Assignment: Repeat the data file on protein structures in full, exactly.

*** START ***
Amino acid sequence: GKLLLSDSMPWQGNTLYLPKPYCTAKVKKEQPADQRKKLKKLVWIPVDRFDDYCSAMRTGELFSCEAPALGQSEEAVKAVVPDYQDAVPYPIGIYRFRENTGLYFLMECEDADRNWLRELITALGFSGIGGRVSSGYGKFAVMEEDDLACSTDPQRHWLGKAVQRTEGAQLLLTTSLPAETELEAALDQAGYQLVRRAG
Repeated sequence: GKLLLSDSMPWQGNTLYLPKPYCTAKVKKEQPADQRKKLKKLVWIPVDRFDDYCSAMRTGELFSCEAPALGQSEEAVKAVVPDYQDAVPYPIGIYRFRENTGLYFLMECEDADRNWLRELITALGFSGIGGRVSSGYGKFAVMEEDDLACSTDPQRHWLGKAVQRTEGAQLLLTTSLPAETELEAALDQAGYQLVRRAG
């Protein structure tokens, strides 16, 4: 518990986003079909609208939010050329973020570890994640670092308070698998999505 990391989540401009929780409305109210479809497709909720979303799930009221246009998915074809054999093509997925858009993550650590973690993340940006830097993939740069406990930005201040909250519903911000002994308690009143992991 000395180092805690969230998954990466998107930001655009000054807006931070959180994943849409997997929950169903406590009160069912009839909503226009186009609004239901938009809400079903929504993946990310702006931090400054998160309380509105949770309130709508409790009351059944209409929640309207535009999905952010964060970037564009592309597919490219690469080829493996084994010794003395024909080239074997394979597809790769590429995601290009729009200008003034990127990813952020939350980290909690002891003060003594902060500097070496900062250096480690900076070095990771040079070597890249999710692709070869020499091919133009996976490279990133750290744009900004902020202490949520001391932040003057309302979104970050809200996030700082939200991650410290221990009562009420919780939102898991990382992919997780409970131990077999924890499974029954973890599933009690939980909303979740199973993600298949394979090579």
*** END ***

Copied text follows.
Amino acid sequence: GKLLLSDSMPWQGNTLYLPKPYCTAKVKKEQPADQRKKLKKLVWIPVDRFDDYCSAMRTGELFSCEAPALGQSEEAVKAVVPDYQDAVPYPIGIYRFRENTGLYFLMECEDADRNWLRELITALGFSGIGGRVSSGYGKFAVMEEDDLACSTDPQRHWLGKAVQRTEGAQLLLTTSLPAETELEAALDQAGYQLVRRAG
Repeated sequence: GKLLLSDSMPWQGNTLYLPKPYCTAKVKKEQPADQRKKLKKLVWIPVDRFDDYCSAMRTGELFSCEAPALGQSEEAVKAVVPDYQDAVPYPIGIYRFRENTGLYFLMECEDADRNWLRELITALGFSGIGGRVSSGYGKFAVMEEDDLACSTDPQRHWLGKAVQRTEGAQLLLTTSLPAETELEAALDQAGYQLVRRAG
């Protein structure tokens, strides 16, 4: 518990986003079909609208939010050329973020570890994640670092308070698998999505 990391989540401009929780409305109210479809497709909720979303799930009221246009998915074809054999093509997925858009993550650590973690993340940006830097993939740069406990930005201040909250519903911000002994308690009143992991 000395180092805690969230998954990466998107930001655009000054807006931070959180994943849409997997929950169903406590009160069912009839909503226009186009609004239901938009809400079903929504993946990310702006931090400054998160309380509105949770309130709508409790009351059944209409929640309207535009999905952010964060970037564009592309597919490219690469080829493996084994010794003395024909080239074997394979597809790769590429995601290009729009200008003034990127990813952020939350980290909690002891003060003594902060500097070496900062250096480690900076070095990771040079070597890249999710692709070869020499091919133009996976490279990133750290744009900004902020202490949520001391932040003057309302979104970050809200996030700082939200991650410290221990009562009420919780939102898991990382992919997780409970131990077999924890499974029954973890599933009690939980909303979740199973993600298949394979090579």